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Less pain, less gain

Less pain, less gain

Though the bull call strategy helps minimise losses, it has a limited profit potential and high commission costs.

The bull call spread strategy is an extension of the long call strategy, which we had explained in our October 2009 issue (Take a Call). While the long call strategy involves purchasing a call option, the bull call strategy involves simultaneous buying and selling (or writing) a call option with the same underlying security and expiry date. The former is useful when the investor anticipates an aggressive bull market, whereas the latter proves handy when the investor is moderately bullish on the stock market performance.

A bull call strategy is valuable when one wants to minimise the loss that could result due to a wrong market judgement. The loss is the amount of premium paid while buying a call option, which is also known as the cost of trade. The bull call strategy reduces the cost of trade and, hence, the loss. This happens because the premium received on the call sold offsets to an extent the premium paid on the call purchased. In addition, the strategy brings down the break-even point (no profit, no loss) and, hence, minimises the risk. However, the bull call strategy offers a limited profit potential, unlike the long call strategy, which offers opportunities for unlimited gains. Moreover, in comparison to the long call strategy, the bull call strategy attracts high commission costs because commissions need to be paid at the time of buying as well as writing options.

The strategy is implemented by buying an in the money (ITM) call option (strike price less than the market price) and selling an out of the money (OTM) call option (strike price higher than the market price). The options purchased and sold must have the same underlying security and expiry date. The investor pays the premium on the call purchased and receives the premium on the call sold, which results in a net debit payment. This is because the ITM options are costlier than the OTM options due to intrinsic value along with time value. (see Trade Terms, September 2009). The maximum profit occurs when the price of the underlying security rises beyond the higher strike price call. This implies that both the calls have value and are exercisable. The strategy results in maximum loss when the price of the underlying security falls below the lower strike price call (purchased call). This implies that both the calls are worthless and will not be exercised. The maximum loss is the net debit (net premium) paid. The break-even point of the strategy is calculated by adding the net premium payment to the strike price of the purchased call.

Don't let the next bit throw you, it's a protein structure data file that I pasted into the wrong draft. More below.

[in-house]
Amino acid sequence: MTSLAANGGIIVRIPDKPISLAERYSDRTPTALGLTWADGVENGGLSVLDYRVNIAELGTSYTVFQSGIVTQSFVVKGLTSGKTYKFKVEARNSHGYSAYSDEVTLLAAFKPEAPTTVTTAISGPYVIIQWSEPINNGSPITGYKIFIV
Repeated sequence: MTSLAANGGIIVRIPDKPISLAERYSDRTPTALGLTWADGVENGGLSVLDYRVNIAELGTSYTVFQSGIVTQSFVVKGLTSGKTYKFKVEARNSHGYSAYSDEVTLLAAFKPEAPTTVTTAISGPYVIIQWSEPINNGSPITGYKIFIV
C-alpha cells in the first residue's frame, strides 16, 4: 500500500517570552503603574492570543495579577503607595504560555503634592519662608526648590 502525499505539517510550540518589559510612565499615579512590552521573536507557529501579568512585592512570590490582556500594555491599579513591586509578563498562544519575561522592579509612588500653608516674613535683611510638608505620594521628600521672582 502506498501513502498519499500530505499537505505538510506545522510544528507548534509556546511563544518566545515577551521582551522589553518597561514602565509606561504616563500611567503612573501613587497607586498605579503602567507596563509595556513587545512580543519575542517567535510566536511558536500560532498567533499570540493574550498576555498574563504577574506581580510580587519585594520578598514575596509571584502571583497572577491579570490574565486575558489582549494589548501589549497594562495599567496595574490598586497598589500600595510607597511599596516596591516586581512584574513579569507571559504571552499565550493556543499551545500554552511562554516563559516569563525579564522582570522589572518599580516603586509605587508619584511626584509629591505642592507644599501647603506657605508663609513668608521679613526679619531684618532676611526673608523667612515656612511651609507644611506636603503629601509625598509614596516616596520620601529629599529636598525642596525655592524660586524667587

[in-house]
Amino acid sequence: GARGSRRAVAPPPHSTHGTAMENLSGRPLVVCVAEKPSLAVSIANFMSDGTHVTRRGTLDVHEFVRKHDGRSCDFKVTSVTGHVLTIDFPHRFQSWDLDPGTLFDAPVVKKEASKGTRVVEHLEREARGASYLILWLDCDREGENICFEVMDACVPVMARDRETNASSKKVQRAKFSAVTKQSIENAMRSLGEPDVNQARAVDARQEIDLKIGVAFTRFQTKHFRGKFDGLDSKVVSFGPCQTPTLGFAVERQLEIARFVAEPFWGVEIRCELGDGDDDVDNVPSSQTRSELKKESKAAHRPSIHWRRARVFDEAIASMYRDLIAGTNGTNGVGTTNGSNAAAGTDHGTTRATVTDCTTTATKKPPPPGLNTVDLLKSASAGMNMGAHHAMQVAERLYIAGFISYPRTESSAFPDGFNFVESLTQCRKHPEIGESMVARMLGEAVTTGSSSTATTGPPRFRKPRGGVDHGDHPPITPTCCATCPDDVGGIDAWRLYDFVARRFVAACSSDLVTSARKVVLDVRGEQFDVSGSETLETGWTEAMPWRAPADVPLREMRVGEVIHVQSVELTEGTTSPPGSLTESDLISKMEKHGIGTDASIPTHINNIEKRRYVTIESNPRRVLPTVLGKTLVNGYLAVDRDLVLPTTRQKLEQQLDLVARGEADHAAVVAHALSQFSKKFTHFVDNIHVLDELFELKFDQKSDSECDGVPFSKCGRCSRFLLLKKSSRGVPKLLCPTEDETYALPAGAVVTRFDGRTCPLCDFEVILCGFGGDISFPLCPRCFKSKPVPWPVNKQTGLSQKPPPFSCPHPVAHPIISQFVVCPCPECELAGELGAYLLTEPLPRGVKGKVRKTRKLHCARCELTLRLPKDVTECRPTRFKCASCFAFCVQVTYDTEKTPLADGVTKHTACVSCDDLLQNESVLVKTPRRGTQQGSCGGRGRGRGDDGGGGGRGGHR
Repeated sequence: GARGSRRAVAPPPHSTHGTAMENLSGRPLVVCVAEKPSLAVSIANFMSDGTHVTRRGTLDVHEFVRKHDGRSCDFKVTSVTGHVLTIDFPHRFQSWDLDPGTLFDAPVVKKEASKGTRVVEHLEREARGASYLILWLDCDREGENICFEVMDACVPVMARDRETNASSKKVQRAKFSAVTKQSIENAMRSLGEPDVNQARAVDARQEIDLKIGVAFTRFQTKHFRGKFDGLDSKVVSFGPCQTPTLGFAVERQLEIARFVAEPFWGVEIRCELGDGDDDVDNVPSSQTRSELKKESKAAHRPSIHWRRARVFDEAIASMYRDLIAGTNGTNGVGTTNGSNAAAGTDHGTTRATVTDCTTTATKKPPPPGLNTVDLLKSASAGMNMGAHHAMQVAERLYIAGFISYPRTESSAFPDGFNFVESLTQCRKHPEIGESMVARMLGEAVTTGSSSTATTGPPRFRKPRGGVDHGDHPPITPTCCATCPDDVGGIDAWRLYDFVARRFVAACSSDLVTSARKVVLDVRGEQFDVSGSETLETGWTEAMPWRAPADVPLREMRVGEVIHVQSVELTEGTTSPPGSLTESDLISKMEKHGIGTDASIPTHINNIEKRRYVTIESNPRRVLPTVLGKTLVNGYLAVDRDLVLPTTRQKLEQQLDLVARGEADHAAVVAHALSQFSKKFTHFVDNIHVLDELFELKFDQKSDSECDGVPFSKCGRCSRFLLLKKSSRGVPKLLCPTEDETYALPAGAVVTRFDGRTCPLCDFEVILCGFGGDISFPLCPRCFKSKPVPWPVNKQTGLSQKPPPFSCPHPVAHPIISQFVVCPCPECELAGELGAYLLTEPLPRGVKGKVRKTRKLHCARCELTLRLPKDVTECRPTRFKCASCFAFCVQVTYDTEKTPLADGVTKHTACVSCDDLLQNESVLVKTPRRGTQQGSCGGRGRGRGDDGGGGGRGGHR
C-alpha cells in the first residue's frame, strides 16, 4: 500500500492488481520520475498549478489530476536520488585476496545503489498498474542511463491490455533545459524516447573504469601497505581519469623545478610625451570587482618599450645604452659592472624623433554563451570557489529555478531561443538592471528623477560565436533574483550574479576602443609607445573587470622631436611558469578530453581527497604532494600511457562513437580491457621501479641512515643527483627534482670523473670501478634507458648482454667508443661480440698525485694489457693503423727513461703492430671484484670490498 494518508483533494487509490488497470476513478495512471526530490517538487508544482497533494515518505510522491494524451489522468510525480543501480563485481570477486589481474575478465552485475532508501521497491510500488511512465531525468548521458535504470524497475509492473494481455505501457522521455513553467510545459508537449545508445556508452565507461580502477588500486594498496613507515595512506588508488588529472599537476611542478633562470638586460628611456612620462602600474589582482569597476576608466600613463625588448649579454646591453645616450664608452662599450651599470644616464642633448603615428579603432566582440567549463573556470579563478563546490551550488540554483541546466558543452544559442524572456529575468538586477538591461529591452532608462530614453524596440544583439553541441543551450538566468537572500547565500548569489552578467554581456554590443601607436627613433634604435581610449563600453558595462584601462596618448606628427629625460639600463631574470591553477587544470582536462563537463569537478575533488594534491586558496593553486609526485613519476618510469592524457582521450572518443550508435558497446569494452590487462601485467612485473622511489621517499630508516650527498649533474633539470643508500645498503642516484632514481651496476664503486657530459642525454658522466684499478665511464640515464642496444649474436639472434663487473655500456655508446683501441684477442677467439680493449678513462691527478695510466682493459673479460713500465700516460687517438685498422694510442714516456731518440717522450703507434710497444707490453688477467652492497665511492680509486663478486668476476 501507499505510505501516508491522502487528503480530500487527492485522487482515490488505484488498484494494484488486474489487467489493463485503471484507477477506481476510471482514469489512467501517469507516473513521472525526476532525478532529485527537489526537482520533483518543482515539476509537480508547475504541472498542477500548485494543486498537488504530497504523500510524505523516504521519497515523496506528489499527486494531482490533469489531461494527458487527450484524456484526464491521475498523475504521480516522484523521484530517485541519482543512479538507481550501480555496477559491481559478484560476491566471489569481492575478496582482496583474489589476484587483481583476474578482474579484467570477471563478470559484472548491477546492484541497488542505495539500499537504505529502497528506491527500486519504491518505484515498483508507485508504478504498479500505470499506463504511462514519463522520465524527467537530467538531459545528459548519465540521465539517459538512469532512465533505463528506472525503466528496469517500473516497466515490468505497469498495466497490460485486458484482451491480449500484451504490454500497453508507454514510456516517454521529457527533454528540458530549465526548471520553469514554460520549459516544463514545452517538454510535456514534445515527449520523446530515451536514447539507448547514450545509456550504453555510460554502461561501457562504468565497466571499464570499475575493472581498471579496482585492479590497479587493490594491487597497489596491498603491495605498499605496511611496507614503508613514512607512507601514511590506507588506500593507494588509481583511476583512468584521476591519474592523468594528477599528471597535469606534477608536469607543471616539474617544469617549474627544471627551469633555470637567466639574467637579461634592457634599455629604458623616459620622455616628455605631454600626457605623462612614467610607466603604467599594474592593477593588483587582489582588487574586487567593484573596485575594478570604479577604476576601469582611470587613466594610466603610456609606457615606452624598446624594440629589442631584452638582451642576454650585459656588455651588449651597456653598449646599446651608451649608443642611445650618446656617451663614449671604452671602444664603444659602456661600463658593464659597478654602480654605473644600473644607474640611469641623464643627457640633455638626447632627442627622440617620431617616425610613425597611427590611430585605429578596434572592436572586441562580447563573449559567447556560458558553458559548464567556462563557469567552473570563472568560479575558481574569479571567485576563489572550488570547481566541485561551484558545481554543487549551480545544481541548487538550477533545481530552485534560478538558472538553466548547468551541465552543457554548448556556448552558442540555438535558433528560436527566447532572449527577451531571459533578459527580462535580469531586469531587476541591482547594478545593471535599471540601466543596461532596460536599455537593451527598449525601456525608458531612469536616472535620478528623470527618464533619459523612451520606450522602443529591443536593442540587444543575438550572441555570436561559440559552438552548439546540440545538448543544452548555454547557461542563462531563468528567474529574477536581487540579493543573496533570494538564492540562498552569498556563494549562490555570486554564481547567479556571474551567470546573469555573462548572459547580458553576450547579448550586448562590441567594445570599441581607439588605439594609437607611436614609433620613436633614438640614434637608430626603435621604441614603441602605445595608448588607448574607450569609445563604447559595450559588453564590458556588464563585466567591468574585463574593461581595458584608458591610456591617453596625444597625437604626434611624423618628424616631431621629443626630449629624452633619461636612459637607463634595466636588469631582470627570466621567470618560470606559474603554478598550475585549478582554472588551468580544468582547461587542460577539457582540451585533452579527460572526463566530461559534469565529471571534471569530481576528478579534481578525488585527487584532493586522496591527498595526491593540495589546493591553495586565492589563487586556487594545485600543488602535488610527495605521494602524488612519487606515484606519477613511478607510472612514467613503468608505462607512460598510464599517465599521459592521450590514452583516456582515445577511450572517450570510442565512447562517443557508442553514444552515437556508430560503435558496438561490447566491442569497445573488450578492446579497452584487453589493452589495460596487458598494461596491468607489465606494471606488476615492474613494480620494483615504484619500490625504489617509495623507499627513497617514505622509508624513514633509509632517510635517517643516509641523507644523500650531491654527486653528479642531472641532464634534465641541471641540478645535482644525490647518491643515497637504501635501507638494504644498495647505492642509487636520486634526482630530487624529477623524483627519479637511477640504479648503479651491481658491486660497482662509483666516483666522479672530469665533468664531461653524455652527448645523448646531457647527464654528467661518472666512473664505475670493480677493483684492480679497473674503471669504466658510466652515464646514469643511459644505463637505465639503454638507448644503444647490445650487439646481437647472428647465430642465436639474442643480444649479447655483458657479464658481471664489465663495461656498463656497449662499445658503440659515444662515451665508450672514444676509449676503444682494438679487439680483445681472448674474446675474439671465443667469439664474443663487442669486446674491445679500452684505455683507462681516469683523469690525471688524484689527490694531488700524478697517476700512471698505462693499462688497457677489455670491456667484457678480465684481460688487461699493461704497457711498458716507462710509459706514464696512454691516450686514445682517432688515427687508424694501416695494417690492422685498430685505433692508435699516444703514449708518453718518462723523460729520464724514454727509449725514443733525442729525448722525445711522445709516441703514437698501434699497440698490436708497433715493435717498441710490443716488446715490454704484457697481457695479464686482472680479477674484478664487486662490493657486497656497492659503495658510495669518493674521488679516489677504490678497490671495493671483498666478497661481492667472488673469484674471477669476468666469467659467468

Let us consider an example to understand the bull call spread strategy. Ram is moderately bullish on the performance of the stock market in the near term and decides to bet on the XYZ Index, which is trading at 4,100. The call options with strike prices of 4,050 and 4,150 are available at Rs 150 and Rs 95, respectively. The market lot of the XYZ Index is 50 contracts. He purchases one call option of 4,050 XYZ Index (ITM) for Rs 7,500 (50x150) and sells one call option of 4,150 XYZ Index (OTM) for Rs 4,750 (50x95) and, hence, enters the bull call spread. For simplicity, we are assuming zero commission and brokerages. The price of an ITM option (Rs 150) is higher than the price of an OTM option (Rs 95). The investor receives Rs 4,750 and pays Rs 7,500, which results in a net payment of Rs 2,750, the cost of trade of bull call strategy.

Let us now compare the long call and bull call strategies (see Comparative Analysis). The cost of bull call spread is 36.67% of the cost of trade of the long call strategy. The maximum loss in case of a long call is Rs 7,500, whereas in a bull call it is Rs 2,750. In addition, the break-even point of a bull call is 95 points less than the break-even point of a long call. The break-even index level for a long call is 4,200, which is arrived at by adding the premium paid (Rs 150) to the strike price (Rs 4,050), whereas the break-even point of 4,105 is calculated by adding the strike price of the purchased call (4,050) and the net debit payment of Rs 55 (Rs 150-95).

However, the profit potential in a bull spread is limited once the index crosses its break-even level. The maximum profit of Rs 2,250 occurs if the XYZ Index increases beyond the level of 4,150, which is the strike price of the written call. At the same time, the maximum loss is Rs 2,750, which occurs if the index falls below the level of 4,050, the strike price of the purchased call (see Fewer Losses). The profit potential is unlimited in the long call strategy, as theoretically, the XYZ Index can rise up to any level beyond the break-even level of 4,200.